Temple & Webster share their top tips and a helpful video.
We can’t get enough of cushions. We welcome all shapes, sizes and colours, and reserve a special place in our hearts for the unique and hand-embellished. In this welcoming and supportive environment, it’s safe to admit it: we’re cushion addicts.
The great thing about cushions is that they can be totally transformative. Want to explore a new look? Try new colours, mix patterns or follow a trend? It’s all possible with cushions, which have the added advantage of excellent bang-for-buck value. The endless possibilities are also the problem with cushions. We’ve seen a few crimes against cushionry in our time. Over-cushioning, under-cushioning, and the modern day epidemic: crazy-clashy-cushioning.
In the following video, Temple & Webster’s Head of Styling Jessica Bellef explains how to create cushion magic by following three simple rules:
1. Consider colour
Choose your cushions based on the other colours in your room. That’s not to say everything has to be completely matchy-matchy, but the room will look more cohesive if the cushions relate to something else in the room colour-wise. This might be something big (wall colour) or something smaller (a lamp or artwork).
2. Play with pattern
If you’re up for mixing prints, try to work within the same colour palette. Using patterns of a similar scale works well, and a few block colours are a must to give the eye somewhere to rest.
3. Product placement
Don’t overdo it. You should be able to sit on your sofa comfortably. Place the larger cushions at the back and layer forward to smaller sizes. Sometimes a round cushion in the mix can make all the difference, especially on a super square sofa.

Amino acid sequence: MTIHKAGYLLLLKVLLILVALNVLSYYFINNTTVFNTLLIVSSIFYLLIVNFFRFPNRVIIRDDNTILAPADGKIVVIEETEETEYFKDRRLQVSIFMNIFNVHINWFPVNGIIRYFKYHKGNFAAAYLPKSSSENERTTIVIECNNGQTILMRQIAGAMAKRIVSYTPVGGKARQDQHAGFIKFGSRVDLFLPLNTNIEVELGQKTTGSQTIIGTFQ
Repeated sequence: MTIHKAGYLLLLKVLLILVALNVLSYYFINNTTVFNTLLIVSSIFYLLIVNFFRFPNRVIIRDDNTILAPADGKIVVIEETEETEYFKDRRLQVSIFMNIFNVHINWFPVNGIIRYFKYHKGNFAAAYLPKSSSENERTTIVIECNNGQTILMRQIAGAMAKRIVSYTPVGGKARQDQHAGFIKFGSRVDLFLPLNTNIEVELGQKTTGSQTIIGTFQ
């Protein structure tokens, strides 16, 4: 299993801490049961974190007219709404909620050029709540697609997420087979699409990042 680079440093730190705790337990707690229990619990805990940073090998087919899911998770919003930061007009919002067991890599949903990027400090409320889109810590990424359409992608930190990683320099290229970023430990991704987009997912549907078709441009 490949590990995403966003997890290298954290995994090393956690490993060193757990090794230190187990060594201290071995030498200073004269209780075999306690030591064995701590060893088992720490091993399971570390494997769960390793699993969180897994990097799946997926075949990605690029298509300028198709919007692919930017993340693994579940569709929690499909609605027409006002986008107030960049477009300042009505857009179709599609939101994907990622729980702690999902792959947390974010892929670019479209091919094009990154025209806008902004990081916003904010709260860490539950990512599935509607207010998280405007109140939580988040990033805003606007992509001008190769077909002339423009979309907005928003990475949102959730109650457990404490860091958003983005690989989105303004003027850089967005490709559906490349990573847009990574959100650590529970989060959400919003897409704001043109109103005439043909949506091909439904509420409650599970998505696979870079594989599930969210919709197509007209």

We haven’t talked about cushions on beds, because we’re still working through the gender politics on that one. Just remember, life is like a sofa full of cushions. You can totally choose your own adventure.
The Plumbette says
This article caught my eye on Twitter because its a question I’ve always wanted to know in how to style cushions anywhere. I’m glad I’ve done the right thing by placing bigger cushions at the back and working forwards with smaller ones and sticking to a particular palette. Never thought to use round cushions though. Thanks for the tips.
Victoria - Temple & Webster says
Thanks Plumbette, glad you liked the post. If you get a hankering for something round, have a look at Rachel Castle’s penny round velvet cushions – colour, shape and texture all in one. – Victoria